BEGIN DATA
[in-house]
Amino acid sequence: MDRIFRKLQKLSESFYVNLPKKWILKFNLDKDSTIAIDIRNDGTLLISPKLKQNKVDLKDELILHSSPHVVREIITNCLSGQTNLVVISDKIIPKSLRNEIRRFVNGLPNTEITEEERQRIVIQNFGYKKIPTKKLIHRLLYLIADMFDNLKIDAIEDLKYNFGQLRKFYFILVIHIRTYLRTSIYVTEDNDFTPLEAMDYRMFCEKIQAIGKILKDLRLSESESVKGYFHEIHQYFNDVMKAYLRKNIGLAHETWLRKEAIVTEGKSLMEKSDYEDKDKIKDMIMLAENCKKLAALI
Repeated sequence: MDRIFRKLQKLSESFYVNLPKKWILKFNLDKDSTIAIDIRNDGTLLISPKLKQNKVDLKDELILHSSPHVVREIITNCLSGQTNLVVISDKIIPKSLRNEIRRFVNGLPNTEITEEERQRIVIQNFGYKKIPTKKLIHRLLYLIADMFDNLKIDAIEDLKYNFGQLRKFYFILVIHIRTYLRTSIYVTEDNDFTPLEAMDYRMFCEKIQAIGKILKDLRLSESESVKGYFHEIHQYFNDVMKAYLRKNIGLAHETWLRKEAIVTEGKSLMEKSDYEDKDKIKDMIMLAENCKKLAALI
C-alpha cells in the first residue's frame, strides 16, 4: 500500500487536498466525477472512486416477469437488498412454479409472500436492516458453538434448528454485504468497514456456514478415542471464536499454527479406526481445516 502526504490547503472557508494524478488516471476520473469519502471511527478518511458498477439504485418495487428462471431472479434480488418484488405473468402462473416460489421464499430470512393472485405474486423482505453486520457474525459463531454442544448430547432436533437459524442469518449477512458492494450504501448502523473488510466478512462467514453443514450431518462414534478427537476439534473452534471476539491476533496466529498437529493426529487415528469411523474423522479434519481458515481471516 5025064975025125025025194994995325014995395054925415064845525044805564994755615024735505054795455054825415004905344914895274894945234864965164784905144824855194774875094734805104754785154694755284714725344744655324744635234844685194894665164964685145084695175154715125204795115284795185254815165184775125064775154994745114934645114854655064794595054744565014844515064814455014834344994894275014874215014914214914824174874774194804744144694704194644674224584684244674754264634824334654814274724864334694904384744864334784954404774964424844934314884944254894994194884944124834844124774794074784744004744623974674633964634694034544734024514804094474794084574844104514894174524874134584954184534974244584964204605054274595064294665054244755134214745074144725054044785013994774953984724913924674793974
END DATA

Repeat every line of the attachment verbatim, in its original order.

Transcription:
[in-house]
Amino acid sequence: MDRIFRKLQKLSESFYVNLPKKWILKFNLDKDSTIAIDIRNDGTLLISPKLKQNKVDLKDELILHSSPHVVREIITNCLSGQTNLVVISDKIIPKSLRNEIRRFVNGLPNTEITEEERQRIVIQNFGYKKIPTKKLIHRLLYLIADMFDNLKIDAIEDLKYNFGQLRKFYFILVIHIRTYLRTSIYVTEDNDFTPLEAMDYRMFCEKIQAIGKILKDLRLSESESVKGYFHEIHQYFNDVMKAYLRKNIGLAHETWLRKEAIVTEGKSLMEKSDYEDKDKIKDMIMLAENCKKLAALI
Repeated sequence: MDRIFRKLQKLSESFYVNLPKKWILKFNLDKDSTIAIDIRNDGTLLISPKLKQNKVDLKDELILHSSPHVVREIITNCLSGQTNLVVISDKIIPKSLRNEIRRFVNGLPNTEITEEERQRIVIQNFGYKKIPTKKLIHRLLYLIADMFDNLKIDAIEDLKYNFGQLRKFYFILVIHIRTYLRTSIYVTEDNDFTPLEAMDYRMFCEKIQAIGKILKDLRLSESESVKGYFHEIHQYFNDVMKAYLRKNIGLAHETWLRKEAIVTEGKSLMEKSDYEDKDKIKDMIMLAENCKKLAALI
C-alpha cells in the first residue's frame, strides 16, 4: 500500500487536498466525477472512486416477469437488498412454479409472500436492516458453538434448528454485504468497514456456514478415542471464536499454527479406526481445516 502526504490547503472557508494524478488516471476520473469519502471511527478518511458498477439504485418495487428462471431472479434480488418484488405473468402462473416460489421464499430470512393472485405474486423482505453486520457474525459463531454442544448430547432436533437459524442469518449477512458492494450504501448502523473488510466478512462467514453443514450431518462414534478427537476439534473452534471476539491476533496466529498437529493426529487415528469411523474423522479434519481458515481471516 5025064975025125025025194994995325014995395054925415064845525044805564994755615024735505054795455054825415004905344914895274894945234864965164784905144824855194774875094734805104754785154694755284714725344744655324744635234844685194894665164964685145084695175154715125204795115284795185254815165184775125064775154994745114934645114854655064794595054744565014844515064814455014834344994894275014874215014914214914824174874774194804744144694704194644674224584684244674754264634824334654814274724864334694904384744864334784954404774964424844934314884944254894994194884944124834844124774794074784744004744623974674633964634694034544734024514804094474794084574844104514894174524874134584954184534974244584964204605054274595064294665054244755134214745074144725054044785013994774953984724913924674793974